A few weeks ago I gave a short paper at the excellent International Conference on Robot Ethics and Standards (ICRES 2020), outlining a case study in Ethical Risk Assessment – see our paper here. Our chosen case study is a robot teddy bear, inspired by one of my favourite movie robots: Teddy, in A. I. Artificial Intelligence.
Although Ethical Risk Assessment (ERA) is not new – it is after all what research ethics committees do – the idea of extending traditional risk assessment, as practised by safety engineers, to cover ethical risks is new. ERA is I believe one of the most powerful tools available to the responsible roboticist, and happily we already have a published standard setting out a guideline on ERA for robotics in BS 8611, published in 2016.
Before looking at the ERA, we need to summarise the specification of our fictional robot teddy bear: RoboTed. First, RoboTed is based on the following technology:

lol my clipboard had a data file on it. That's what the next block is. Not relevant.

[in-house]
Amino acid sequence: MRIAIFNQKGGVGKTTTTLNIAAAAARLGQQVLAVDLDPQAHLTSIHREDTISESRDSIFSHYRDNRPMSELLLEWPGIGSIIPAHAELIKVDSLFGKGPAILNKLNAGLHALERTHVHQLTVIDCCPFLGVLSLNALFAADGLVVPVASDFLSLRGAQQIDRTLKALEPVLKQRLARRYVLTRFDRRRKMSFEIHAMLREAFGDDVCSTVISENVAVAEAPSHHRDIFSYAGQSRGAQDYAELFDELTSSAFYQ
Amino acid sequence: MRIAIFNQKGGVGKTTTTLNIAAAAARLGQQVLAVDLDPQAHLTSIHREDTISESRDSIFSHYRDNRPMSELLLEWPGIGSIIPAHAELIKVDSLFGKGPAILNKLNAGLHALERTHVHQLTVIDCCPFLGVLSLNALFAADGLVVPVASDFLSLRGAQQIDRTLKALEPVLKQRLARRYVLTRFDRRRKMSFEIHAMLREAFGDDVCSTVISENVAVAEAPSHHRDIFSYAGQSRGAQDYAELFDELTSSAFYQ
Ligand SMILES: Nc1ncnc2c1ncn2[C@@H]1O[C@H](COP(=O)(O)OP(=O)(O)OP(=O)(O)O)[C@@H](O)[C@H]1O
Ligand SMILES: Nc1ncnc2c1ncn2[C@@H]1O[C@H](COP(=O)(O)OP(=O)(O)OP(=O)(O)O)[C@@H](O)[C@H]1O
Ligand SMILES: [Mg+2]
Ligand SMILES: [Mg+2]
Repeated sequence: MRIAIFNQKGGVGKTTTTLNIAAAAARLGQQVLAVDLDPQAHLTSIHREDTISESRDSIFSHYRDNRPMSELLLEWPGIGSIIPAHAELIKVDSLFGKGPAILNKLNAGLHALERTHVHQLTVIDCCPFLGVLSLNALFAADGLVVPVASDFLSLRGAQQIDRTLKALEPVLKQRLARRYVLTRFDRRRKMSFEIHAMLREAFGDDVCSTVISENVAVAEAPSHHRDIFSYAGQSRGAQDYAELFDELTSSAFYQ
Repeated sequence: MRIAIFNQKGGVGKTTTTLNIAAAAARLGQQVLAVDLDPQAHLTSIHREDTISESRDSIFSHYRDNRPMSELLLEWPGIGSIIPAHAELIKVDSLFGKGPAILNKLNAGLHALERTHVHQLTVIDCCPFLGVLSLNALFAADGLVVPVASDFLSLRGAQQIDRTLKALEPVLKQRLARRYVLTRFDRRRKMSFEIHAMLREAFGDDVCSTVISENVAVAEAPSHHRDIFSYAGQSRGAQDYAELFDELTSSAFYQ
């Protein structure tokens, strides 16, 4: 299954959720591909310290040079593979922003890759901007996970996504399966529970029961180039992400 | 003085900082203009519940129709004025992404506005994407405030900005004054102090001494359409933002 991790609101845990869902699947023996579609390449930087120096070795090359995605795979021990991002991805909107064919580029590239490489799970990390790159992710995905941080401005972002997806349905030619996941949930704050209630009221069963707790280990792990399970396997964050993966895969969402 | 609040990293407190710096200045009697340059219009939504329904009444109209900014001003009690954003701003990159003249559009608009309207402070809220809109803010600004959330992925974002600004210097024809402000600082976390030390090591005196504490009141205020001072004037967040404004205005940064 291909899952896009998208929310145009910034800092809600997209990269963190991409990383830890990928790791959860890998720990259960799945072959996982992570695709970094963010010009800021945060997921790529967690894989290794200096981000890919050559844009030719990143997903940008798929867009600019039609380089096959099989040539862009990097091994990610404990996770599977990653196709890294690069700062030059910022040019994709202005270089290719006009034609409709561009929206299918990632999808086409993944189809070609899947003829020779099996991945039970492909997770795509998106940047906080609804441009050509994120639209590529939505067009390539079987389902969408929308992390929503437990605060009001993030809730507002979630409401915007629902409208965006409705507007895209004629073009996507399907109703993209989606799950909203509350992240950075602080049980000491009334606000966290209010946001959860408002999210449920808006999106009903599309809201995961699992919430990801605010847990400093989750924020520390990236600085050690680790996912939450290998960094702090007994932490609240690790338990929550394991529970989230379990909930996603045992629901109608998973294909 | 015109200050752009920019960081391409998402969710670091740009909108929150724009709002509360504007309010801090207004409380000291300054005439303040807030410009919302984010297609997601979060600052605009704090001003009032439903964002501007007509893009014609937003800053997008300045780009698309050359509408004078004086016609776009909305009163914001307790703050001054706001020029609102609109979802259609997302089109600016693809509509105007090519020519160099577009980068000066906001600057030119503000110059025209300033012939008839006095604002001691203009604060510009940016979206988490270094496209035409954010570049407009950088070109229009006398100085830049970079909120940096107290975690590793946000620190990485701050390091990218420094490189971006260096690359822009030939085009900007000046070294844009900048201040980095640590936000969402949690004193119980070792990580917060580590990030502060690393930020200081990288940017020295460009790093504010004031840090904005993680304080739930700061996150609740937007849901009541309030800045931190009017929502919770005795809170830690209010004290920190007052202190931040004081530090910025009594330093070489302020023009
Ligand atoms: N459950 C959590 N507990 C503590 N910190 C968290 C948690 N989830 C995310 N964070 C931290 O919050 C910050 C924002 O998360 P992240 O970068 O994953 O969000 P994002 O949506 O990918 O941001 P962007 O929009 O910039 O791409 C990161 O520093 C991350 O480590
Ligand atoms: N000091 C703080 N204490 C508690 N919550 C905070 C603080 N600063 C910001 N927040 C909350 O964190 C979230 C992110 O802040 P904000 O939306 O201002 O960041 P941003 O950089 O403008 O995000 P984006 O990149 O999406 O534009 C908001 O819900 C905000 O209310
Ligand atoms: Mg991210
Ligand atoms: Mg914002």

And second RoboTed is designed to:
The tables below summarise the ERA of RoboTED for (1) psychological, (2) privacy & transparency and (3) environmental risks. Each table has 4 columns, for the hazard, risk, level of risk (high, medium or low) and actions to mitigate the risk. BS8611 defines an ethical risk as the “probability of ethical harm occurring from the frequency and severity of exposure to a hazard”; an ethical hazard as “a potential source of ethical harm”, and an ethical harm as “anything likely to compromise psychological and/or societal and environmental well-being”.
(1) Psychological Risks
(2) Security and Transparency Risks
(3) Environmental Risks
For a more detailed commentary on each of these tables see our full paper – which also, for completeness, covers physical (safety) risks. And here are the slides from my short ICRES 2020 presentation:
Through this fictional case study we argue we have demonstrated the value of ethical risk assessment. Our RoboTed ERA has shown that attention to ethical risks can
But ERA is not guaranteed to expose all ethical risks. It is a subjective process which will only be successful if the risk assessment team are prepared to think both critically and creatively about the question: what could go wrong? As Shannon Vallor and her colleagues write in their excellent Ethics in Tech Practice toolkit design teams must develop the “habit of exercising the skill of moral imagination to see how an ethical failure of the project might easily happen, and to understand the preventable causes so that they can be mitigated or avoided”.